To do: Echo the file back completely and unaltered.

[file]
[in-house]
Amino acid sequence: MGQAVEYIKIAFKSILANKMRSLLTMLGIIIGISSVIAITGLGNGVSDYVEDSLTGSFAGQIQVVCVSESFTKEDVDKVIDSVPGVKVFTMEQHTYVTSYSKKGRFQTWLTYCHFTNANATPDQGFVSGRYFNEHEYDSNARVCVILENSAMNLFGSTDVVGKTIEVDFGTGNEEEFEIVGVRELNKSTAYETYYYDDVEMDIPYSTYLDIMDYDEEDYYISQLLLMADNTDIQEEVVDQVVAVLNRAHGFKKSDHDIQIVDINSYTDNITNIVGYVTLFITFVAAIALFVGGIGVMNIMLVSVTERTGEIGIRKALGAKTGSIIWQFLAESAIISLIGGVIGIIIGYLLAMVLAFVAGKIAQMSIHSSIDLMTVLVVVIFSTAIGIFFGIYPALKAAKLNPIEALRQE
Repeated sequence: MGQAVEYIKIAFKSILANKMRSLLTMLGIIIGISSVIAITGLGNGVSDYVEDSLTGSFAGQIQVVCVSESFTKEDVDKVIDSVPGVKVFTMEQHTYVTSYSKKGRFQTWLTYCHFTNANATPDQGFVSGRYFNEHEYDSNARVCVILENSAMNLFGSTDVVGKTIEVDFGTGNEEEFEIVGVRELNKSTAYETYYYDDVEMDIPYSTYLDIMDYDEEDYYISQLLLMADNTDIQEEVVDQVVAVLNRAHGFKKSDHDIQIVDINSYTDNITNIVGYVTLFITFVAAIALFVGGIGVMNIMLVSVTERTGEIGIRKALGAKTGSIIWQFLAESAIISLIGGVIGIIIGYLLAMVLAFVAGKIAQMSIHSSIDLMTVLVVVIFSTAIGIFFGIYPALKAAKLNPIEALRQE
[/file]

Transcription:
[in-house]
Amino acid sequence: MGQAVEYIKIAFKSILANKMRSLLTMLGIIIGISSVIAITGLGNGVSDYVEDSLTGSFAGQIQVVCVSESFTKEDVDKVIDSVPGVKVFTMEQHTYVTSYSKKGRFQTWLTYCHFTNANATPDQGFVSGRYFNEHEYDSNARVCVILENSAMNLFGSTDVVGKTIEVDFGTGNEEEFEIVGVRELNKSTAYETYYYDDVEMDIPYSTYLDIMDYDEEDYYISQLLLMADNTDIQEEVVDQVVAVLNRAHGFKKSDHDIQIVDINSYTDNITNIVGYVTLFITFVAAIALFVGGIGVMNIMLVSVTERTGEIGIRKALGAKTGSIIWQFLAESAIISLIGGVIGIIIGYLLAMVLAFVAGKIAQMSIHSSIDLMTVLVVVIFSTAIGIFFGIYPALKAAKLNPIEALRQE
Repeated sequence: MGQAVEYIKIAFKSILANKMRSLLTMLGIIIGISSVIAITGLGNGVSDYVEDSLTGSFAGQIQVVCVSESFTKEDVDKVIDSVPGVKVFTMEQHTYVTSYSKKGRFQTWLTYCHFTNANATPDQGFVSGRYFNEHEYDSNARVCVILENSAMNLFGSTDVVGKTIEVDFGTGNEEEFEIVGVRELNKSTAYETYYYDDVEMDIPYSTYLDIMDYDEEDYYISQLLLMADNTDIQEEVVDQVVAVLNRAHGFKKSDHDIQIVDINSYTDNITNIVGYVTLFITFVAAIALFVGGIGVMNIMLVSVTERTGEIGIRKALGAKTGSIIWQFLAESAIISLIGGVIGIIIGYLLAMVLAFVAGKIAQMSIHSSIDLMTVLVVVIFSTAIGIFFGIYPALKAAKLNPIEALRQE